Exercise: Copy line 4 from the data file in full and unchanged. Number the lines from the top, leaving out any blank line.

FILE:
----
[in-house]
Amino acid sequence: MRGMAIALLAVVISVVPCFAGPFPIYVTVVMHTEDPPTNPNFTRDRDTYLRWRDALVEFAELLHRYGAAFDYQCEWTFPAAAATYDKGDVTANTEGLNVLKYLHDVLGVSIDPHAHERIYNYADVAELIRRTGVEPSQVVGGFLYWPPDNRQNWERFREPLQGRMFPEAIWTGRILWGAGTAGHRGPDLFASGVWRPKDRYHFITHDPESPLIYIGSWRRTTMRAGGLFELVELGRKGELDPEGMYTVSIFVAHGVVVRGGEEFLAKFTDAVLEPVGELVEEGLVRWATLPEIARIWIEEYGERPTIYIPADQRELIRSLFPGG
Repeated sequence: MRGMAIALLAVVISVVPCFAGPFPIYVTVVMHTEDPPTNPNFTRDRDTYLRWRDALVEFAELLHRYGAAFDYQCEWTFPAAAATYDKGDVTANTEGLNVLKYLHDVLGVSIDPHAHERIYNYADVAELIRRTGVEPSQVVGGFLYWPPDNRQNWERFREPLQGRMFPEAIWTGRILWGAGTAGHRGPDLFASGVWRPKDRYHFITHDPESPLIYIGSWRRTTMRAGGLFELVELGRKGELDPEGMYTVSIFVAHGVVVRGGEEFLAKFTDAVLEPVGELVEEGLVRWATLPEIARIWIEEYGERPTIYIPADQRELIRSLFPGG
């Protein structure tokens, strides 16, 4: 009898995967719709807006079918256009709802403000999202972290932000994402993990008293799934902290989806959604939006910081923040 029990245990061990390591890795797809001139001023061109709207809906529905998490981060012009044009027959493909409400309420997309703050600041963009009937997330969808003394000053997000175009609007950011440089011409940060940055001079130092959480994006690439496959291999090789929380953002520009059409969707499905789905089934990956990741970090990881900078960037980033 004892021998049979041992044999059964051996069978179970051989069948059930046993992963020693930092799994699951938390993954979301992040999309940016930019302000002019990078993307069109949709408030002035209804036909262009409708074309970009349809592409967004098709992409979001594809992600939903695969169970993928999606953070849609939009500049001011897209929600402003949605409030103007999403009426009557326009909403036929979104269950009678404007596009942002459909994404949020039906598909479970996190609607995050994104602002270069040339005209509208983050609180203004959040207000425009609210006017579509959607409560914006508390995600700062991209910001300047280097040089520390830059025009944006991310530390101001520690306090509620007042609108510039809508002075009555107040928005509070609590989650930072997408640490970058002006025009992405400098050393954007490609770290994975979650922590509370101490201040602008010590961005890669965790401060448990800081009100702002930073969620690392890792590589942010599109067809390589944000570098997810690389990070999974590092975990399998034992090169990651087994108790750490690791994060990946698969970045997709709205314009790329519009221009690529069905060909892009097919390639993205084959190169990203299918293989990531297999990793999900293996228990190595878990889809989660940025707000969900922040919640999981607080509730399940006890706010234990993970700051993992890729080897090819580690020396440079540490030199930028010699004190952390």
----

């Protein structure tokens, strides 16, 4: 009898995967719709807006079918256009709802403000999202972290932000994402993990008293799934902290989806959604939006910081923040 029990245990061990390591890795797809001139001023061109709207809906529905998490981060012009044009027959493909409400309420997309703050600041963009009937997330969808003394000053997000175009609007950011440089011409940060940055001079130092959480994006690439496959291999090789929380953002520009059409969707499905789905089934990956990741970090990881900078960037980033 004892021998049979041992044999059964051996069978179970051989069948059930046993992963020693930092799994699951938390993954979301992040999309940016930019302000002019990078993307069109949709408030002035209804036909262009409708074309970009349809592409967004098709992409979001594809992600939903695969169970993928999606953070849609939009500049001011897209929600402003949605409030103007999403009426009557326009909403036929979104269950009678404007596009942002459909994404949020039906598909479970996190609607995050994104602002270069040339005209509208983050609180203004959040207000425009609210006017579509959607409560914006508390995600700062991209910001300047280097040089520390830059025009944006991310530390101001520690306090509620007042609108510039809508002075009555107040928005509070609590989650930072997408640490970058002006025009992405400098050393954007490609770290994975979650922590509370101490201040602008010590961005890669965790401060448990800081009100702002930073969620690392890792590589942010599109067809390589944000570098997810690389990070999974590092975990399998034992090169990651087994108790750490690791994060990946698969970045997709709205314009790329519009221009690529069905060909892009097919390639993205084959190169990203299918293989990531297999990793999900293996228990190595878990889809989660940025707000969900922040919640999981607080509730399940006890706010234990993970700051993992890729080897090819580690020396440079540490030199930028010699004190952390």